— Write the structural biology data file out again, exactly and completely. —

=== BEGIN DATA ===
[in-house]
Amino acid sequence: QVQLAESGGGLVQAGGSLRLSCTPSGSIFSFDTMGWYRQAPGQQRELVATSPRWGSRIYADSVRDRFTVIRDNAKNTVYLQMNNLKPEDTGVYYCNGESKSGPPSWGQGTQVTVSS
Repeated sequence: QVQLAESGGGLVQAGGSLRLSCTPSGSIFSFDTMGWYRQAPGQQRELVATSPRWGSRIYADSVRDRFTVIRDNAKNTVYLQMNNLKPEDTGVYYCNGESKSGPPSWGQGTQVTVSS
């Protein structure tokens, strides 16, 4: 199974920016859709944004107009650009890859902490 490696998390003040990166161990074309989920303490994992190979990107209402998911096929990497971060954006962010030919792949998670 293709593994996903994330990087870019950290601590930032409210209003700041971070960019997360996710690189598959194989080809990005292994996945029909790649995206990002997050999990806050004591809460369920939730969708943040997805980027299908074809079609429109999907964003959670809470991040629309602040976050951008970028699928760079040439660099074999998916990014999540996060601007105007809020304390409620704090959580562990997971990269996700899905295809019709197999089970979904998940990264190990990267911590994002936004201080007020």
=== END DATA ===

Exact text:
[in-house]
Amino acid sequence: QVQLAESGGGLVQAGGSLRLSCTPSGSIFSFDTMGWYRQAPGQQRELVATSPRWGSRIYADSVRDRFTVIRDNAKNTVYLQMNNLKPEDTGVYYCNGESKSGPPSWGQGTQVTVSS
Repeated sequence: QVQLAESGGGLVQAGGSLRLSCTPSGSIFSFDTMGWYRQAPGQQRELVATSPRWGSRIYADSVRDRFTVIRDNAKNTVYLQMNNLKPEDTGVYYCNGESKSGPPSWGQGTQVTVSS
């Protein structure tokens, strides 16, 4: 199974920016859709944004107009650009890859902490 490696998390003040990166161990074309989920303490994992190979990107209402998911096929990497971060954006962010030919792949998670 293709593994996903994330990087870019950290601590930032409210209003700041971070960019997360996710690189598959194989080809990005292994996945029909790649995206990002997050999990806050004591809460369920939730969708943040997805980027299908074809079609429109999907964003959670809470991040629309602040976050951008970028699928760079040439660099074999998916990014999540996060601007105007809020304390409620704090959580562990997971990269996700899905295809019709197999089970979904998940990264190990990267911590994002936004201080007020």